The Emerald Isle inspiration that has made The Chieftains uncontested masters of Irish musical tradition might seem culturally removed from the war stories of 19th century Mexico. But then, chief Chieftain Paddy Moloney has, especially over the last half of his band's near half-century history, provided Irish inspiration for all-star pop summits, Asian ensembles and Nashville collaborations.
San Patricio digs into an altogether different corner of Irish tradition. Along with fellow roots music journeyman Ry Cooder (who collaborated with The Chieftains on their Grammy winning 1995 album The Long Black Veil), Moloney unearths the story of Irish immigrants that left their homeland during the Potato Famine of 1845 to begins a new life in America. Some of them were essentially drafted into fighting in the Mexican-American War only to find conditions of bigotry and poverty were little better than those existing in Ireland. Thus was born the San Patricio Battalion — Irishmen fighting alongside Mexicans against Americans.
In America, they were viewed as traitors. In Mexico, they were revered as gallant heroes. And that is simply the backstory to this fascinating cross-cultural adventure.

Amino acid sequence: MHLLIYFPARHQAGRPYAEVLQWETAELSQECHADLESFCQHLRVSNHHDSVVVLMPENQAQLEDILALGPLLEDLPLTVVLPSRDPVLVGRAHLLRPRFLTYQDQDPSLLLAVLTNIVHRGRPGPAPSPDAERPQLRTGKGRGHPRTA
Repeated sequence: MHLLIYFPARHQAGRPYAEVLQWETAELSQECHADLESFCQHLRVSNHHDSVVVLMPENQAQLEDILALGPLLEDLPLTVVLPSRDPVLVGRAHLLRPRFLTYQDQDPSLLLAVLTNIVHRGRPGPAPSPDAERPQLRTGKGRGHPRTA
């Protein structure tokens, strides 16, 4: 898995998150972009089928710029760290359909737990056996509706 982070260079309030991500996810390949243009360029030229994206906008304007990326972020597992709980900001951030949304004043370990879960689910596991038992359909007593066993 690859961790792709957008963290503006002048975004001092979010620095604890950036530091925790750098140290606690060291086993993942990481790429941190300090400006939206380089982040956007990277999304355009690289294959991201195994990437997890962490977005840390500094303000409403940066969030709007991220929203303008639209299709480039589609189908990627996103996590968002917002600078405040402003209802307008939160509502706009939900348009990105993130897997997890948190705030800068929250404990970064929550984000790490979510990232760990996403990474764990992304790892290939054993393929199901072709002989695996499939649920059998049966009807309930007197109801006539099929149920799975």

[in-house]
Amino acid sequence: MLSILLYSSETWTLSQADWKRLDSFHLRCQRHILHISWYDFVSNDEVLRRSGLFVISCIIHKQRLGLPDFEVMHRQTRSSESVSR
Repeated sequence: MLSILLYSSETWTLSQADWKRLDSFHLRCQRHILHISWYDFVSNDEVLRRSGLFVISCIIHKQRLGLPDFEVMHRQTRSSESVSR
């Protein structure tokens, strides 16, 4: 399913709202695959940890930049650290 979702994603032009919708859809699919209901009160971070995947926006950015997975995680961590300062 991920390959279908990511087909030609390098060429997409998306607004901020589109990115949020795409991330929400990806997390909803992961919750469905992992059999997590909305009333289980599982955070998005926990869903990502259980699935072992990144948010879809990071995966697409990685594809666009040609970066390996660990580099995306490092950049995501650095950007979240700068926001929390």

The closest The Chieftains have previously come to a mix of Irish tradition and anything remotely Mexican was on the 1996 album Santiago. That record explored the music of Galicia, a Celtic province near Spain. A key contributor to that album, Carlos Nunez, returns on San Patricio to play the gaita, or "Galician bagpipes." The harmonies the instrument creates when played alongside Moloney's uilleann pipes on tunes like San Campio are profoundly bittersweet.
Links also appear between the Irish and Mexican harps (on the lovely A la Orilla de un Palmar) and between Celtic reels and the Spanish rooted dance music of the zapateado (on El Chivo). Sometimes, though, it simply takes an Irishman to underscore the resolve of the San Patricio Battalion and a troupe of Mexican artists to convey the heritage of the battleground that was fought on. Thus we have San Patricio's mightiest track, a militaristic requiem titled March to Battle (Across the Rio Grande) that is colored by the Chieftains' always-hopeful musical cast, narrated stoically by Liam Neeson and fleshed out by the pipes and percussion of Banda de Gaita de Batallon.
Cooder adds similarly cool narrative to The Sands of Mexico, the popular norteno band Los Tigres Del Norte drives the festive Cancion Mixteca and Linda Ronstadt provides the Spanish elegance of A la Orilla de un Palmar. Best of all, Celtic vocal stylist Moya Brennan (formerly of Clannad) serves as a grand Irish muse for the beautiful Lullaby for the Dead.
Perhaps this isn't the pat St. Patrick's present you expected from The Chieftains. But within its 19 songs, San Patricio unleashes unexpected history, cultural unity and musical grace that shines as brilliantly from south of the border as it does from across the pond.